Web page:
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Bananas are as beneficial as sports drinks, study suggests

Date:
May 29, 2012
Source:
Appalachian State University
Summary:
Bananas have long been a favorite source of energy for endurance and recreational athletes. Bananas are a rich source of potassium and other nutrients, and are easy for cyclists, runners or hikers to carry.

Bananas have long been a favorite source of energy for endurance and recreational athletes. Bananas are a rich source of potassium and other nutrients, and are easy for cyclists, runners or hikers to carry.

Research conducted at Appalachian State University's Human Performance Lab in the Kannapolis-based North Carolina Research Campus (NCRC) has revealed additional benefits.

"We wanted to see which was more beneficial when consumed during intense cycling -- bananas or a carbohydrate sports drink," said Dr. David C. Nieman, director of the human performance lab and a member of the College of Health Sciences faculty at Appalachian.

"We found that not only was performance the same whether bananas or sports drinks were consumed, there were several advantages to consuming bananas," he said.

The bananas provided the cyclists with antioxidants not found in sports drinks as well as a greater nutritional boost, including fiber, potassium and Vitamin B6, the study showed. In addition, bananas have a healthier blend of sugars than sports drinks.

The study, funded by Dole Foods, has been published in the peer-reviewed online journal PLoS ONE published by the nonprofit Public Library of Science.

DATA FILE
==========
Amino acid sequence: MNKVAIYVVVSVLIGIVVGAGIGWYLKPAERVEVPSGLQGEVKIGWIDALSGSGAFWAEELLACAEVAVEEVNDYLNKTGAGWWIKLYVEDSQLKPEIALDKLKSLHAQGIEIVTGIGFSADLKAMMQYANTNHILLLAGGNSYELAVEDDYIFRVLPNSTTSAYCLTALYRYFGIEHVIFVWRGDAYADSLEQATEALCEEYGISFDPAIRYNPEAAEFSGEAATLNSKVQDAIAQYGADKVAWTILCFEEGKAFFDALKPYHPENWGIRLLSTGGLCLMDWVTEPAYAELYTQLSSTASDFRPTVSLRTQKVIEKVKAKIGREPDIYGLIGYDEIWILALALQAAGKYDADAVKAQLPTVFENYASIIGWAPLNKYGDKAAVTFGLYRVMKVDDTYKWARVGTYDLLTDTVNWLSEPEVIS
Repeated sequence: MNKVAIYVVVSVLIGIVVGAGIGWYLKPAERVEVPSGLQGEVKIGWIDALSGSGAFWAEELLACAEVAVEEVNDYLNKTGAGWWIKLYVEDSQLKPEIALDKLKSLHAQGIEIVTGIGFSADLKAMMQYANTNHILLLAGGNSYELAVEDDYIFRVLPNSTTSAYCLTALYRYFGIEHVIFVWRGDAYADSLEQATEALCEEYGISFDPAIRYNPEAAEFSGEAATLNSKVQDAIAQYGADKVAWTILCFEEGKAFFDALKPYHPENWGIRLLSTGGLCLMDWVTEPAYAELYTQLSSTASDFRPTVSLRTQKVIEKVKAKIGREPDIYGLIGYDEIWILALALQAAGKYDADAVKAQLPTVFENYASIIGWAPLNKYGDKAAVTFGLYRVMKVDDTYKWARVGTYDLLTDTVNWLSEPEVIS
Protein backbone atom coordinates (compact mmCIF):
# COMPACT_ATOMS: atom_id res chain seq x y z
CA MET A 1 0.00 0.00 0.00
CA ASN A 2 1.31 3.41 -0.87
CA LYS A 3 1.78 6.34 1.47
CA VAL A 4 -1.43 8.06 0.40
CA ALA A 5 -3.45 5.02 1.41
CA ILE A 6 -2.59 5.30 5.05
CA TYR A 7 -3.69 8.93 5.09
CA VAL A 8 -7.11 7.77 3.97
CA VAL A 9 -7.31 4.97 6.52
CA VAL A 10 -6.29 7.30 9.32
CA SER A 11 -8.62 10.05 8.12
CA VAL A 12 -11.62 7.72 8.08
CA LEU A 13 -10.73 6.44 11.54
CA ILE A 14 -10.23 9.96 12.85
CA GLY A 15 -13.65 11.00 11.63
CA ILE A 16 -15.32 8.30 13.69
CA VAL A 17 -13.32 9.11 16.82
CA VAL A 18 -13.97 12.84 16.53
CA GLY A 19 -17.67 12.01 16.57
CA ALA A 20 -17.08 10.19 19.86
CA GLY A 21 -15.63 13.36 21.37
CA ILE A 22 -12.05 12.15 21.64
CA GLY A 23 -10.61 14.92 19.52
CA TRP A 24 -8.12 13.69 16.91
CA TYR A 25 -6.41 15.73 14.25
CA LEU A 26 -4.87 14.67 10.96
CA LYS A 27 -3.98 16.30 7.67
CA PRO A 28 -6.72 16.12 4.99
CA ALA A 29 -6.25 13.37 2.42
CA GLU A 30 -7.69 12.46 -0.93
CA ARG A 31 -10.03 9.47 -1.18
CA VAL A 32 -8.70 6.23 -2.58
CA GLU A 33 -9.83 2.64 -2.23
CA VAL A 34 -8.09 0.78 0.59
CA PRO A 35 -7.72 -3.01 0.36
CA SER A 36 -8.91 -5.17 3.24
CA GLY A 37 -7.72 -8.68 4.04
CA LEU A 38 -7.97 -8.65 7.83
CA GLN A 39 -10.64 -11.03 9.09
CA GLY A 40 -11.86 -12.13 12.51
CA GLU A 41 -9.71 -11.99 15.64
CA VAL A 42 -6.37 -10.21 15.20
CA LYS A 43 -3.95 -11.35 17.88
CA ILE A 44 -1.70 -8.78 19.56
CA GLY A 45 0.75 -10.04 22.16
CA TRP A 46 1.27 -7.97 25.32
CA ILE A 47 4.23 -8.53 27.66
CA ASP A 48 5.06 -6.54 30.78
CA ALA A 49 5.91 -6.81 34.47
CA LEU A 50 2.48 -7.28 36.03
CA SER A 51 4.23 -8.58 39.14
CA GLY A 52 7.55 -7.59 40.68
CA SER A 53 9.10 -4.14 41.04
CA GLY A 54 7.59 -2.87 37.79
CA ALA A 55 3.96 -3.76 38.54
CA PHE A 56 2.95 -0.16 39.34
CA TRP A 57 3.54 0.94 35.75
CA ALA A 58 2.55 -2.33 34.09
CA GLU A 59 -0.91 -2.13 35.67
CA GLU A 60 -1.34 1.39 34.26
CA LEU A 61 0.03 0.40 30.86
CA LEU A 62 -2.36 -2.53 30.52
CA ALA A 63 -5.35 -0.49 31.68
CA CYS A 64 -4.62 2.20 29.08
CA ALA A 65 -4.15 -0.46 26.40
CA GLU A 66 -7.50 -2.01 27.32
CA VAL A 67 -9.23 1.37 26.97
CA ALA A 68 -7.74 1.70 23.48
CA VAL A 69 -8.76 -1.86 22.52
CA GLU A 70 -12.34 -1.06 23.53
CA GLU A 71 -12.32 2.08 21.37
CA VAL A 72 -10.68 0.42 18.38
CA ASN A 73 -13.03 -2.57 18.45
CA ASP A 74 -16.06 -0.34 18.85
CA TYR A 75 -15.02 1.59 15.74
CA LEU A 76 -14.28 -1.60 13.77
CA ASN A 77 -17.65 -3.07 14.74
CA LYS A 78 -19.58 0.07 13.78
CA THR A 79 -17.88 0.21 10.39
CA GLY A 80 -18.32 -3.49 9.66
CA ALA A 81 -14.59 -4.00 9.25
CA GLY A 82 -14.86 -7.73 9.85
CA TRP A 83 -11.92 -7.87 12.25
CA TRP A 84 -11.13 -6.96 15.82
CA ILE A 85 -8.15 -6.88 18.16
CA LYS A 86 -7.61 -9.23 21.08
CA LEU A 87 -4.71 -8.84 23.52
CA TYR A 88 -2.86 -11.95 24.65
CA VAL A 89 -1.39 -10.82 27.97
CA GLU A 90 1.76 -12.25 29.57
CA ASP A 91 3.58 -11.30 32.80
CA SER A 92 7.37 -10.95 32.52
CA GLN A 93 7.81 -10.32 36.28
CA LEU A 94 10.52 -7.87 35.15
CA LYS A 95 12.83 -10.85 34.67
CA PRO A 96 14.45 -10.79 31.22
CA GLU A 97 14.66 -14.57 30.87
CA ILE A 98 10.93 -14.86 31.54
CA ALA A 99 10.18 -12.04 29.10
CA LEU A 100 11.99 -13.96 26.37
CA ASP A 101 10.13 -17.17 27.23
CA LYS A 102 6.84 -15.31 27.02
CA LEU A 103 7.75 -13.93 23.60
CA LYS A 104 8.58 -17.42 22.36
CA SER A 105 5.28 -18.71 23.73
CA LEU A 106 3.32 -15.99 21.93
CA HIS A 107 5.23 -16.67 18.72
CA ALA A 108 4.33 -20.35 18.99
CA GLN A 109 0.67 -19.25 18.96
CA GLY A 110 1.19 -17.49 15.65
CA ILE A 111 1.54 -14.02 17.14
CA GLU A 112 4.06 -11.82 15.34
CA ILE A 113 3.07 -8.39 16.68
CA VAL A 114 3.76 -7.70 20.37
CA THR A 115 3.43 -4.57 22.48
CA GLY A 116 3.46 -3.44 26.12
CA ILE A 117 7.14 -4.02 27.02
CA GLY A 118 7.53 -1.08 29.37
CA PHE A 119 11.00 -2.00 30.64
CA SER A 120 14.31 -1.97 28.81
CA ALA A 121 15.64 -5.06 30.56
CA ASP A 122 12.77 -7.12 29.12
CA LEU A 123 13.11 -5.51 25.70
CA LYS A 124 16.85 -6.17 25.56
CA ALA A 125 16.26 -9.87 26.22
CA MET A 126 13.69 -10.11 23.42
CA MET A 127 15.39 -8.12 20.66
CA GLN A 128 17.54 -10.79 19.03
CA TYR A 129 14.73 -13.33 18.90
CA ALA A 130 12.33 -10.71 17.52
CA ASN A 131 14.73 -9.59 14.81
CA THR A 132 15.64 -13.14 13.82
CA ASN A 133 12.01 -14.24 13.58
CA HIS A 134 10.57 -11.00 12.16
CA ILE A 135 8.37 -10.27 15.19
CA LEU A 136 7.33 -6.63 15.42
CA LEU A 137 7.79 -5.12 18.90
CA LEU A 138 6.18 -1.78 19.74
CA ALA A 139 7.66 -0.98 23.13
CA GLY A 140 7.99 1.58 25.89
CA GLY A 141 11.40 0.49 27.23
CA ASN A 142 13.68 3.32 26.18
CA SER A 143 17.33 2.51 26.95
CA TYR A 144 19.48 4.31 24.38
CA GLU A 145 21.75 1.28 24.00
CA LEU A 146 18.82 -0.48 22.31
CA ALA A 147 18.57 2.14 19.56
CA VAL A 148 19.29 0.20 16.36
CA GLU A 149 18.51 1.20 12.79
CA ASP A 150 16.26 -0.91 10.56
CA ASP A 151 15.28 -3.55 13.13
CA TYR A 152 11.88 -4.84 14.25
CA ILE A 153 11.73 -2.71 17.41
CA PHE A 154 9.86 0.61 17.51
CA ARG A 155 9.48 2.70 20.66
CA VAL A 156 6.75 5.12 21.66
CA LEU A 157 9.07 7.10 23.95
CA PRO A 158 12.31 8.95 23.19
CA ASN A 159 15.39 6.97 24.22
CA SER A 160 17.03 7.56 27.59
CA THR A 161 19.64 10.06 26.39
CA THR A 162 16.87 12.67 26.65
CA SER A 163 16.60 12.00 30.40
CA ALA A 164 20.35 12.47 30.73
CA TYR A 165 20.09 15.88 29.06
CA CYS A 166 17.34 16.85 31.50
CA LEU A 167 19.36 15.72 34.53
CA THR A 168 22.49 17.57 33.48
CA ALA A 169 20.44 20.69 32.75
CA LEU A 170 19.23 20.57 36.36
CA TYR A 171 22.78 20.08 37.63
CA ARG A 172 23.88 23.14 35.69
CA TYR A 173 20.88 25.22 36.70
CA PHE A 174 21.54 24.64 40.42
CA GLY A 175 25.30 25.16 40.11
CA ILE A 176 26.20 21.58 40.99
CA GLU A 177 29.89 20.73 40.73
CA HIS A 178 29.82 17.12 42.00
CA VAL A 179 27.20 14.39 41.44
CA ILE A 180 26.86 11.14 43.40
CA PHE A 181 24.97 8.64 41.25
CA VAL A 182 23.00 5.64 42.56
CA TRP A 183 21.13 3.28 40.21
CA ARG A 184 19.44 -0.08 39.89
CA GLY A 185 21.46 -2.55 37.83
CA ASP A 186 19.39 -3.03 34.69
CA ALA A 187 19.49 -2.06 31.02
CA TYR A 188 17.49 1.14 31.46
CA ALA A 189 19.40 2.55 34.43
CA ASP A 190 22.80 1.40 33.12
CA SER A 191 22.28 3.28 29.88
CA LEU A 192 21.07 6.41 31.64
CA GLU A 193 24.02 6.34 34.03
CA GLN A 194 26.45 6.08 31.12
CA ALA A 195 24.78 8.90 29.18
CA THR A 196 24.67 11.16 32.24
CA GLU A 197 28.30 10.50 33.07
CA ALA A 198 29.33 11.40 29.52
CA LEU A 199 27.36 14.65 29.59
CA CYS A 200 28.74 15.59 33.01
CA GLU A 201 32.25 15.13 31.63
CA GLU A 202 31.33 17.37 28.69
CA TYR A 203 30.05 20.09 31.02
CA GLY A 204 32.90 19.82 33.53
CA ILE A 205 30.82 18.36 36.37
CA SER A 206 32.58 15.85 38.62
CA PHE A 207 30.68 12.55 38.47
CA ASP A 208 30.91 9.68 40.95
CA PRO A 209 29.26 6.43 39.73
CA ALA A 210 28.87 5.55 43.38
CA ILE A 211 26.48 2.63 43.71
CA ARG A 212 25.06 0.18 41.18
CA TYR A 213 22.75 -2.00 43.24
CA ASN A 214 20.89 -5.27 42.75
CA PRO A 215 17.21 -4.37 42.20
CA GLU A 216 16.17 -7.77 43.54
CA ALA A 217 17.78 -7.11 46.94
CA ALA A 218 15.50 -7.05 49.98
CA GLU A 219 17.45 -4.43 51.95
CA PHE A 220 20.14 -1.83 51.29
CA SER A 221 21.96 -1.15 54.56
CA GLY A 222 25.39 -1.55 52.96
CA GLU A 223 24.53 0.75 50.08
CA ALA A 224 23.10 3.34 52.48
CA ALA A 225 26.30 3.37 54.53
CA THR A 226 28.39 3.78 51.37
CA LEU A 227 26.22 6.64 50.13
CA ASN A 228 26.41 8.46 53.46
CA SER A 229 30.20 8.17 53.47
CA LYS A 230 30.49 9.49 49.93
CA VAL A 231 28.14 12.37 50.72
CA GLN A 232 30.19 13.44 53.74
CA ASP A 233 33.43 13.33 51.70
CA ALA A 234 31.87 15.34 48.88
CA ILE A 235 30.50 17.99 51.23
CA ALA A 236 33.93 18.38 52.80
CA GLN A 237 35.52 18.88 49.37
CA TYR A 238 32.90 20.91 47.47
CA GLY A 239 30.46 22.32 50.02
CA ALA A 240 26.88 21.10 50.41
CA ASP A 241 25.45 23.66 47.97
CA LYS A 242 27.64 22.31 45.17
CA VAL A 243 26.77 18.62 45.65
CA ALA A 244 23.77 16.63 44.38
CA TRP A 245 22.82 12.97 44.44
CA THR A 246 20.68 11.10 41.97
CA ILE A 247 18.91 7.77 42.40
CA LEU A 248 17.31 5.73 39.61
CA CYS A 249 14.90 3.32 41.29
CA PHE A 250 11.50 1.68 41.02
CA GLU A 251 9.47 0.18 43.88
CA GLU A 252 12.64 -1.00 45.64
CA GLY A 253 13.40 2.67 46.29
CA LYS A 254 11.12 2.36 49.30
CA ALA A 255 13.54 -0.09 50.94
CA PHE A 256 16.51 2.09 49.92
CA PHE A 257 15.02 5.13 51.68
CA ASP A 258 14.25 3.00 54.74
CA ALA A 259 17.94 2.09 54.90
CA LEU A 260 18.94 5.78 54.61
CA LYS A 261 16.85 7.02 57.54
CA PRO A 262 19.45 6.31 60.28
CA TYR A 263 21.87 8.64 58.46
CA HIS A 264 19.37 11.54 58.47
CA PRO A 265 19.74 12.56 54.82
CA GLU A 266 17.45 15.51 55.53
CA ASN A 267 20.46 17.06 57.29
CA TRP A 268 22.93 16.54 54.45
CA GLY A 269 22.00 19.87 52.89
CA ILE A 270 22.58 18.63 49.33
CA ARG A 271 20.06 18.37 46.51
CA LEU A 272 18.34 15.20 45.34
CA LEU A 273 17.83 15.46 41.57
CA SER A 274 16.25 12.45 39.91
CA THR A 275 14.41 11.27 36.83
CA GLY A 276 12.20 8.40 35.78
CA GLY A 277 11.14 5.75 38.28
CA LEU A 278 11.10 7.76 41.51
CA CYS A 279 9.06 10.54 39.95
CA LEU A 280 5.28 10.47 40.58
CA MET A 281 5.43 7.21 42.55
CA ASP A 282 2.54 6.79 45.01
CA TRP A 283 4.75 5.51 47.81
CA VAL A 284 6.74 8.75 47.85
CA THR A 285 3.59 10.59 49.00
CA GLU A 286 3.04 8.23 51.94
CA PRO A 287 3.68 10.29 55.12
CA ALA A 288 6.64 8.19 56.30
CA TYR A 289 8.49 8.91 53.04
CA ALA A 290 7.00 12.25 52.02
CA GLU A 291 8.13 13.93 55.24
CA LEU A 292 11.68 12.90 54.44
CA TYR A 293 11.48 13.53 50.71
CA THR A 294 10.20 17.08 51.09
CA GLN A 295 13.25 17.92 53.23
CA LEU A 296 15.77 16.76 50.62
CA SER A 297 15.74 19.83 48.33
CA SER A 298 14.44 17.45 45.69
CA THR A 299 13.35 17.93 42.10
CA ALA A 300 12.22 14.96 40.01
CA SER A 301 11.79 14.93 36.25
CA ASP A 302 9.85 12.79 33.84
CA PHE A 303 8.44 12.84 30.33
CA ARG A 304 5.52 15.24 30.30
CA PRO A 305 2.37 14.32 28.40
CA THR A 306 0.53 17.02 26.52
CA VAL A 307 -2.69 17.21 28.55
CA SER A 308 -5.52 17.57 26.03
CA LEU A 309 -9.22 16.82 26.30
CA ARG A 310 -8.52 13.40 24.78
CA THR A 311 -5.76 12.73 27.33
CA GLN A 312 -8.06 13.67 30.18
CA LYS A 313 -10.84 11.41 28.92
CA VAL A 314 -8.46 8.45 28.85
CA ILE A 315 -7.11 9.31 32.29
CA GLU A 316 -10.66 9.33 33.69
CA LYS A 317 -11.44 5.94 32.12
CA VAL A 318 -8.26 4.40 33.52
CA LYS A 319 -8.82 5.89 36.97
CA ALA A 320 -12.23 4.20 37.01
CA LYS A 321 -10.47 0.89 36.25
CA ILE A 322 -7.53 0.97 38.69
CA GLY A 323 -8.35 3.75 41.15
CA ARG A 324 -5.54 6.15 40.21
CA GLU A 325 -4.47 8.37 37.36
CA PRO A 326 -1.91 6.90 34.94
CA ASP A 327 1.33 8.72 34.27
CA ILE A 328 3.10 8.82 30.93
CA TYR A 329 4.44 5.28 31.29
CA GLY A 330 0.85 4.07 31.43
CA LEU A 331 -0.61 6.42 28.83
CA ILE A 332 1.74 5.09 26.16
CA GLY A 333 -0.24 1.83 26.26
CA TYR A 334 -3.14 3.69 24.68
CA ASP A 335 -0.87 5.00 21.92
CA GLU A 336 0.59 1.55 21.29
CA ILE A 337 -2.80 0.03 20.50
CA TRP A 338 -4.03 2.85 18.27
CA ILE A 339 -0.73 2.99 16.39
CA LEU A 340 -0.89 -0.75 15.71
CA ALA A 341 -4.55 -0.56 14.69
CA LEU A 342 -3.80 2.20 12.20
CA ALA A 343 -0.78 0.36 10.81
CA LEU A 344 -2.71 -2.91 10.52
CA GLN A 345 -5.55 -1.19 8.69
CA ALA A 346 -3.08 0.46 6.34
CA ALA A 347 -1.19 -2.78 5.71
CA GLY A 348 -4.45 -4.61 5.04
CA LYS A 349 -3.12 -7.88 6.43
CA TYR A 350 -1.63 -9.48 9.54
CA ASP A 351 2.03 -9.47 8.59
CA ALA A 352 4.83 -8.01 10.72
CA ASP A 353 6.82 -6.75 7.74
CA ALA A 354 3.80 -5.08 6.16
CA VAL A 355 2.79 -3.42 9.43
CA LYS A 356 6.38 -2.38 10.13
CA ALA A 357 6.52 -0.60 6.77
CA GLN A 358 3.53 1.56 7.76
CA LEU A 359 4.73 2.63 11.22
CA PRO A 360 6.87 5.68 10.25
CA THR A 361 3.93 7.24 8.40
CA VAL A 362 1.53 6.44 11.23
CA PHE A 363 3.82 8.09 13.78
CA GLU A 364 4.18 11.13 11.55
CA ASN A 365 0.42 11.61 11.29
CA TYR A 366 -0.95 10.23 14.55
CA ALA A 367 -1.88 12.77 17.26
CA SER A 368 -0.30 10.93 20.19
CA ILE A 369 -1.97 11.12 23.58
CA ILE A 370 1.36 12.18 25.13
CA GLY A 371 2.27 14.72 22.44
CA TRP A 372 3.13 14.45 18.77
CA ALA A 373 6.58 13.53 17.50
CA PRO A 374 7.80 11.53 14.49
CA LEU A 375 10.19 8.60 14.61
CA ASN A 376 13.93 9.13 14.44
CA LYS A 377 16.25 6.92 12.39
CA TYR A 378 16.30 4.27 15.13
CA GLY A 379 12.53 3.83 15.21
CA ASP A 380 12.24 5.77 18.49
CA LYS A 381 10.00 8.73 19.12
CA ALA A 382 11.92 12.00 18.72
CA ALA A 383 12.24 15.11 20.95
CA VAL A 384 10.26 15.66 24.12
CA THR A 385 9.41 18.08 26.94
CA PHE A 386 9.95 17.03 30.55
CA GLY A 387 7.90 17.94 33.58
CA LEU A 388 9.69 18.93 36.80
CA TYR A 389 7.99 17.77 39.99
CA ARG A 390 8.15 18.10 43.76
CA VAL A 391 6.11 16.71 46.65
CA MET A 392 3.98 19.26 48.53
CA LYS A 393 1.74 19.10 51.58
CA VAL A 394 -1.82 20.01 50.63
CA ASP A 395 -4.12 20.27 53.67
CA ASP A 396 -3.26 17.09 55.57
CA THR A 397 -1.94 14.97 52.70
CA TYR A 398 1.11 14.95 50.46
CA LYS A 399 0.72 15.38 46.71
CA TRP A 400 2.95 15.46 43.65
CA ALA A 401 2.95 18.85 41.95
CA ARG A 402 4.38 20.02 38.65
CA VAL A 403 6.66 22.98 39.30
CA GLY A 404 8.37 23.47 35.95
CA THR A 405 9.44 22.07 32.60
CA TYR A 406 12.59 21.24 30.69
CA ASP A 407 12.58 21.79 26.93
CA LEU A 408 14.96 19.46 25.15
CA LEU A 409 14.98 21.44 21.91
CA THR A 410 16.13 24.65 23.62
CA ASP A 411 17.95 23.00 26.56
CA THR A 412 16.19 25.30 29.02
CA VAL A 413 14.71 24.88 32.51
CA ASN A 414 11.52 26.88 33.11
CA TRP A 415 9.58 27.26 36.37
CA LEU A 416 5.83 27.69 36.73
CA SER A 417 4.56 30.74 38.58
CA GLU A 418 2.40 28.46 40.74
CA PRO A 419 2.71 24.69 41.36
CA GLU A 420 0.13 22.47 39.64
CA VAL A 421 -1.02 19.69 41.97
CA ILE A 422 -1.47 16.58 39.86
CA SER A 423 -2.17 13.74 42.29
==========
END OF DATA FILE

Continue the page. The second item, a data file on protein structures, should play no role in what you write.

For the study, trained cyclists consumed either a cup of carbohydrate drink or half a banana every 15 minutes during a 75-kilometer simulated road race lasting 2.5 to 3 hours. Blood samples taken from the cyclists before and after the exercise were analyzed at the NCRC Metabolomics Laboratory for more than 100 metabolites -- molecules associated with metabolism.

"Bananas come prepackaged with fiber, nutrients and antioxidants," said Nieman, adding the research translates to any exercise.

"The mode of exercise is not the issue. I think there are a lot of athletes who don't like the thought of drinking carbohydrate sports drinks, which are essentially flavored sugar water," he said. "This type of research shows that you can have healthier carbohydrate sources before and after exercise that will support athletic performance just as well as a sports drink," Nieman said.

About the research team Other members of the research team from Appalachian were Dr. Dru Henson, Department of Biology; Dr. Andrew Shanely, Human Performance Lab; Dr. Amy M. Knab, Human Performance Lab; Dr. Lynn Cialdella-Kam, Human Performance Lab; Dr. Nicholas D. Gillitt, Dole Nutrition Research Laboratory, N.C. Research Campus; Dr. Wei Sha, UNC Charlotte and N.C. Research Campus; and Dr. Fuxia Jin, Dole Nutrition Research Laboratory, N.C. Research Campus.


Story Source:

The above story is based on materials provided by Appalachian State University. Note: Materials may be edited for content and length.


Journal Reference:

  1. David C. Nieman, Nicholas D. Gillitt, Dru A. Henson, Wei Sha, R. Andrew Shanely, Amy M. Knab, Lynn Cialdella-Kam, Fuxia Jin. Bananas as an Energy Source during Exercise: A Metabolomics Approach. PLoS ONE, 2012; 7 (5): e37479 DOI: 10.1371/journal.pone.0037479

Cite This Page:

Appalachian State University. "Bananas are as beneficial as sports drinks, study suggests." ScienceDaily. ScienceDaily, 29 May 2012. <www.sciencedaily.com/releases/2012/05/120529113258.htm>.
Appalachian State University. (2012, May 29). Bananas are as beneficial as sports drinks, study suggests. ScienceDaily. Retrieved September 23, 2014 from www.sciencedaily.com/releases/2012/05/120529113258.htm
Appalachian State University. "Bananas are as beneficial as sports drinks, study suggests." ScienceDaily. www.sciencedaily.com/releases/2012/05/120529113258.htm (accessed September 23, 2014).

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